Note: We are up on the fourth week of Pentecost and I’m still a week behind on the weekly lectionary reflections. I’m still working on the third week and should have the fourth week done midweek (if all goes well). Meanwhile, below is a video of Scot McKnight on the radical message of Jesus – which I think relates not only to a Christian subculture that subverts this message despite claims to the otherwise, but also ties in well with the current series of lectionary readings from Mark.
One of the things that frustrates and grieves me about the current Evangelical subculture is the incessant push to ‘do great, wonderful, extraordinary, spectacular, amazing, blow out, BIG things for God.’ I call this the ‘go big or go home’ mentality – and I believe with all my heart it is hurting people.
Working in Christian retail currently and having a chance to browse through the popular evangelical reading material two things strike me: one, much of it could just as easily be described as Dr. Phil or Oprah type self-help inspiration with a little Jesus thrown in. Second, such literature I have come to believe feeds on commonplace Evangelical insecurities of insignificance and (even if perhaps with good motives and unintentionally) actually reinforces these self same insecurities. This is the very same tactic used by those in the general market to sell us stuff. This is simply the Christian bubble’s version of the consumer cycle and the liturgy of consumption. All this is part of what might be most accurately called ‘the Evangelical Industrial Complex’ and is driven largely by elitism and the dominance of celebrity pastors.
One of my current jobs is to help people find the books and curriculums they feel they ‘need’ to study and do church. But from the conversations I have with person after person, good people who I believe want to serve God; the majority of the curriculums currently available will do them little good. They will complete the current study, the one that promised them they could really be ‘radical’ or ‘crazy’ for God, or move them from being a ‘fan’ to a true follower – if only they can go BIG enough (and endure lots of poor Scriptural exegesis)! The consistent thing that gets missed here is incarnating the gospel (the King Jesus gospel, not merely the ‘get my individual sins forgiven’ gospel) in the normal, ordinary, mundane, and perhaps even forgotten or marginalized spaces in life (listen all the way to end of the video below for the importance of this).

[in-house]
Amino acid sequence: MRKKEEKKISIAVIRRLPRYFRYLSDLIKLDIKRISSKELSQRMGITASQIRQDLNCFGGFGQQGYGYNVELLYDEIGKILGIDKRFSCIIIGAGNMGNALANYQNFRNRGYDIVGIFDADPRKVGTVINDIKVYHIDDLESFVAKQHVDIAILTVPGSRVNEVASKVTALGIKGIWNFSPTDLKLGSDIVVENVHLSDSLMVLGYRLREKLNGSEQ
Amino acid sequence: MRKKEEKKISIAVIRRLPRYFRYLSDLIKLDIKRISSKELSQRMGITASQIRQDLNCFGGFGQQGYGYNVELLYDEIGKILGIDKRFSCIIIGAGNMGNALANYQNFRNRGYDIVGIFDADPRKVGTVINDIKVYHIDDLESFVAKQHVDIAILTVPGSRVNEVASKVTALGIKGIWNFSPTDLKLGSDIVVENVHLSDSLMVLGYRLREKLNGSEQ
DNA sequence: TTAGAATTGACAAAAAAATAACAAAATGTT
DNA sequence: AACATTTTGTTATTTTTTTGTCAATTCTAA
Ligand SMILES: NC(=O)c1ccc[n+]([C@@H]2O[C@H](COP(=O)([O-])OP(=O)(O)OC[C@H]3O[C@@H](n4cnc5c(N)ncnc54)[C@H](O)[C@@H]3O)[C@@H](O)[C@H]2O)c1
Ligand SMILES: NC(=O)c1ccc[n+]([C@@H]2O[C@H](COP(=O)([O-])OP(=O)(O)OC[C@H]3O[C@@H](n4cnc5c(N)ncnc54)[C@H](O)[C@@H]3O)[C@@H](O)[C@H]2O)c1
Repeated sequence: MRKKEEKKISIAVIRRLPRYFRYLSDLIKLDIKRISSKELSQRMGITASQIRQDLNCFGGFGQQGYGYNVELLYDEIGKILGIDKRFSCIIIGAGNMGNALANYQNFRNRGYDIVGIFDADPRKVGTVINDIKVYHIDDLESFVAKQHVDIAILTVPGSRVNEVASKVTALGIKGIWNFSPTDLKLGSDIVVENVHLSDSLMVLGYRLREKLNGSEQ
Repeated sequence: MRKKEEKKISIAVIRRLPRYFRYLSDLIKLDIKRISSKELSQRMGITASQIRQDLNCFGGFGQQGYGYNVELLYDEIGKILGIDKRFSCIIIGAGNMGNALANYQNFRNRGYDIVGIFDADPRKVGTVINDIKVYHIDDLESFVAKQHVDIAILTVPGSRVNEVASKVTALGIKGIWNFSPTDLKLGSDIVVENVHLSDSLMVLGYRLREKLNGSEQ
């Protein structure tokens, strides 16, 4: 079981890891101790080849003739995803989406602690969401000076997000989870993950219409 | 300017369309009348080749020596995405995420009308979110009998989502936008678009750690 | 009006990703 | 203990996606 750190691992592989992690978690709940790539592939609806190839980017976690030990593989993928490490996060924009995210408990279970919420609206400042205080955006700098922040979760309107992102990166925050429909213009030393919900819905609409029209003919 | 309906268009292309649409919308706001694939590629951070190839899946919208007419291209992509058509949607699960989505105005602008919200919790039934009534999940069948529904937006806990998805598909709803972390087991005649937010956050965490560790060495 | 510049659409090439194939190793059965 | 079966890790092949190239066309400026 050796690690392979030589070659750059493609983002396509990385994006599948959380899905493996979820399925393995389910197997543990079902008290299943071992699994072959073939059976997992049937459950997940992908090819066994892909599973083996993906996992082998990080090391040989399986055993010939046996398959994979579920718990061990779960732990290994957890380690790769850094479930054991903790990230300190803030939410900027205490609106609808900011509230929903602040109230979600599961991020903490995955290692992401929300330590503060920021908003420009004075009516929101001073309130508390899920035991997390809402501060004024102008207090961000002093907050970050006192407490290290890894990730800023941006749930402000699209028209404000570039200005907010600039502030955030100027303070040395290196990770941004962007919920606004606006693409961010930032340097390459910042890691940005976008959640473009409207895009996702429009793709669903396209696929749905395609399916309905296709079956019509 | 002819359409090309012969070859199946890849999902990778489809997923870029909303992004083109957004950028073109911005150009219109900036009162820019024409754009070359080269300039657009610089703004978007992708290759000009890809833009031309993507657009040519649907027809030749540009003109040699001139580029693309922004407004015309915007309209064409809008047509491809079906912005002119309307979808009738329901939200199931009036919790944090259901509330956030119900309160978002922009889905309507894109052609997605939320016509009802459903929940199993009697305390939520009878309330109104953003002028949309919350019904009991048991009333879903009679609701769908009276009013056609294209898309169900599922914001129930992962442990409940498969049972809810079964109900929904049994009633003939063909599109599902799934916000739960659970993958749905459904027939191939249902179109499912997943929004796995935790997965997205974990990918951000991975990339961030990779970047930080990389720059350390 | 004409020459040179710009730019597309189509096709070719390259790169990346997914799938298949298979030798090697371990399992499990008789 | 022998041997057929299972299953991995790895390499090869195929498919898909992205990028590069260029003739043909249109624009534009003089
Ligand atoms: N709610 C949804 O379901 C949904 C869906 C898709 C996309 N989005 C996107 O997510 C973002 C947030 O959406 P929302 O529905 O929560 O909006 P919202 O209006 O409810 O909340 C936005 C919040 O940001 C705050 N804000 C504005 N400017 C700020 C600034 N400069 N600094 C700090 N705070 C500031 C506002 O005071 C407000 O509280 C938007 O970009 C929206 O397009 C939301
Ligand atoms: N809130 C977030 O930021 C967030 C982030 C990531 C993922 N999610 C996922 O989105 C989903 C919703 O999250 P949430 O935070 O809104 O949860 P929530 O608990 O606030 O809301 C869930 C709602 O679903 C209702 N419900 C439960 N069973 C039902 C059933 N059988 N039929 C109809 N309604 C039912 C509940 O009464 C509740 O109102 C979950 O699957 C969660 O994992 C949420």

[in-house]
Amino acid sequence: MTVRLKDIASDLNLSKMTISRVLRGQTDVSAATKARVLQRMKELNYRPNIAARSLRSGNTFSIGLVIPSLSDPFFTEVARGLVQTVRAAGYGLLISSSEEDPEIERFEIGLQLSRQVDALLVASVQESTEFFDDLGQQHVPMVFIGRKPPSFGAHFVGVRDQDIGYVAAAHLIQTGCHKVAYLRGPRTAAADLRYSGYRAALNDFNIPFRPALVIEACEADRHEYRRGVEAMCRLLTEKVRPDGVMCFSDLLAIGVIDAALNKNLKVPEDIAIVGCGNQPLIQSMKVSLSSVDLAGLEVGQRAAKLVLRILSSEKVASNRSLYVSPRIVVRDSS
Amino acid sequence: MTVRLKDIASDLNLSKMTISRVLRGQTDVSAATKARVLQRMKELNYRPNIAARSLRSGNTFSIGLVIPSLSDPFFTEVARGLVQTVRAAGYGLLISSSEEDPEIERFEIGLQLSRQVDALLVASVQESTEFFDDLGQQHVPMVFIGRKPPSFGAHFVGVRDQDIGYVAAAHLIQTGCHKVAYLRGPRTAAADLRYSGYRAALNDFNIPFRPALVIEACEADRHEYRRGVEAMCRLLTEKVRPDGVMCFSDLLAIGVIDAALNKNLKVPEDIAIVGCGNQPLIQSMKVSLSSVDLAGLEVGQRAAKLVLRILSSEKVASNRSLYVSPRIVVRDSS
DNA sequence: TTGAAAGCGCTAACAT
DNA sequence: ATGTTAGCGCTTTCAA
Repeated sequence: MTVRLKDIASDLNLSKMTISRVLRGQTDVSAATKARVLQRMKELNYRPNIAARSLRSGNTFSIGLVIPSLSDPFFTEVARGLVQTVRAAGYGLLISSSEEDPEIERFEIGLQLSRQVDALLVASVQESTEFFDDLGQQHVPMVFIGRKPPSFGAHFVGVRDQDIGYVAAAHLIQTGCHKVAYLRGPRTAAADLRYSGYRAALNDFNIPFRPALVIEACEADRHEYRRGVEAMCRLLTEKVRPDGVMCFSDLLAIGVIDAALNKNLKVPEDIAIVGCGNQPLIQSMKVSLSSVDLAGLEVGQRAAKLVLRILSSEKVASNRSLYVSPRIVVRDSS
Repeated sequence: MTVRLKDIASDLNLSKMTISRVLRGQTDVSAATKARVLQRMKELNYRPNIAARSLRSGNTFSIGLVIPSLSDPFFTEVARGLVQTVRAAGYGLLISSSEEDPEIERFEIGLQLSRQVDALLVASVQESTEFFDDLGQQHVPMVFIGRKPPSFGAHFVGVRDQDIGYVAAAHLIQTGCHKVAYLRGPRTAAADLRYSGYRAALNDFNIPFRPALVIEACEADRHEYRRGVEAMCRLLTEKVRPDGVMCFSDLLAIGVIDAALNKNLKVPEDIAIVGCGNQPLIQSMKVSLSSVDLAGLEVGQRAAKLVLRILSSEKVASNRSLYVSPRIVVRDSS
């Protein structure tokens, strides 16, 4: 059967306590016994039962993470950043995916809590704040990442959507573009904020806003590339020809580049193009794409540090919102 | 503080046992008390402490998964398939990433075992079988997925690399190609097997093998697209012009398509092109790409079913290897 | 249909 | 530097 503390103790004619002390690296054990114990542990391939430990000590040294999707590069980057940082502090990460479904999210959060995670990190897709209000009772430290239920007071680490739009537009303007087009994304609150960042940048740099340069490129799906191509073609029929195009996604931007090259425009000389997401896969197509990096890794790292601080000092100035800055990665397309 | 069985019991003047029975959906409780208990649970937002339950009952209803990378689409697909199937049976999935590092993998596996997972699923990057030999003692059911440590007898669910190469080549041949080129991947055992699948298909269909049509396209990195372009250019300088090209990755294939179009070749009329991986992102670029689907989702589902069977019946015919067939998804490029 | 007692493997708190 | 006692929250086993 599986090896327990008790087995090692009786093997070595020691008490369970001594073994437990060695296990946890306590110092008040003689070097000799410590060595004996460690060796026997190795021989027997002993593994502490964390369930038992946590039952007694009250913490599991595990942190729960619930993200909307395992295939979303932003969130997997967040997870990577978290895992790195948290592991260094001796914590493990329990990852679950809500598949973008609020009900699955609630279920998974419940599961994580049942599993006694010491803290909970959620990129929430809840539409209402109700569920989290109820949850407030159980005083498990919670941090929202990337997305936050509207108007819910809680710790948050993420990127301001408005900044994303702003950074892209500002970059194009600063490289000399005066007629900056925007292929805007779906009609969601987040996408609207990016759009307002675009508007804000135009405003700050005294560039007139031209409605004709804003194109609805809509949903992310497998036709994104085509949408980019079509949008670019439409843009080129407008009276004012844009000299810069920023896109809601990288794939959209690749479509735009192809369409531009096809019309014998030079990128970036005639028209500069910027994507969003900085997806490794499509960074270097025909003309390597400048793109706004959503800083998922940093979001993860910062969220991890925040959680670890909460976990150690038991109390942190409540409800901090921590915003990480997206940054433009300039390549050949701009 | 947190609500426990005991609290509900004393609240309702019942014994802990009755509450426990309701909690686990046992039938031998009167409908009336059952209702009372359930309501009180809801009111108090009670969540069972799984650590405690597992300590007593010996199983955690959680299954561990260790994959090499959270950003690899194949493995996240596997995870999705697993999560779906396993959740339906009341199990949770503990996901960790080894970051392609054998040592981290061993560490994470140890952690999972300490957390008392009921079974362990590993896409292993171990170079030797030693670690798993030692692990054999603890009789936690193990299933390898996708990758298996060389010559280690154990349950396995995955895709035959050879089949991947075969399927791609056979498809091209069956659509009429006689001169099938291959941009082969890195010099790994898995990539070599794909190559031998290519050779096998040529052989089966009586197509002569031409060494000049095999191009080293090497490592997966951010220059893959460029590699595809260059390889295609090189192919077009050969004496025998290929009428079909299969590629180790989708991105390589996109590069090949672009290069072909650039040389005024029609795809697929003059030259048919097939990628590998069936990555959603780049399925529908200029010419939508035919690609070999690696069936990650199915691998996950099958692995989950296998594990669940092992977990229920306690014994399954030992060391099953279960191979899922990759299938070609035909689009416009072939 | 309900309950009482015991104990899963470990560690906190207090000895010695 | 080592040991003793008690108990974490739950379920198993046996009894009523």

The sad truth is that almost all the current curriculums really end up deconstructing themselves. They usually begin with a dire analysis of the state of the church and Evangelicalism but in the end amount to doing ‘the same ole thing’, only now with a new vocabulary (this is commonplace within Evangelicalism). The ‘same ole thing’ is now called ‘radical’ and in the process actually subverts the truly radical nature the gospel. (Another example that comes to mind is the trend for ‘traditional’ churches to begin calling themselves ‘missional’; yet change nothing of their church structures, still do missions the same, and have the same ‘come to us’ mentality towards the community at large as always).
One question I think needs to be asked is: do these curriculums and literature actually end up reinforcing various harmful ideologies to the church (nationalism, militarism, politics, consumerism, etc). The reason for this is that if these competing visions of the ‘kingdom’ are not properly critiqued or deconstructed, the end result is that the ideology in question itself becomes associated with being, let’s say … (to choose from one of the current buzz words) ‘radical’. This makes it far too easy “to identify ourselves and our kings and our kingdoms with the reign of God, and the other guy over there with the reign Jesus opposes.” In the process, not only is the church divided but the gospel and true Kingdom are themselves subverted.
However, the gospel of King Jesus is truly more radical in nature than anything we can find in most of the ‘popular’ Christian literature, calling into question all of our ideologies, idolatries and false kingdoms, and calling us to orient all that we are around Jesus. In the video below Scot McKnight takes us on a tour of the radical message of Jesus. In it McKnight brings out our need to ask the right questions which enable us to orient ourselves with a gospel, kingdom imagination.
The first is the ‘how’ question – how can we get in on the kingdom and what Jesus is doing?
The second is the ‘what’ question – what does the Kingdom of God require? What is the substance of the kingdom life?
The third is the ‘who’ question – which also involves the ‘why’ question (why does Jesus say such ‘hard’ things). The ‘who’ question of course points straight to Jesus.
In the end, these questions are all interrelated. The ‘how’ and the ‘what’ point to the ‘who’ – while the ‘who’ (Jesus) gives us the proper lense through which to see the kingdom, that we need to be able to answer the ‘how’ and ‘what’ correctly.
Scot McKnight – The Radical Message of Jesus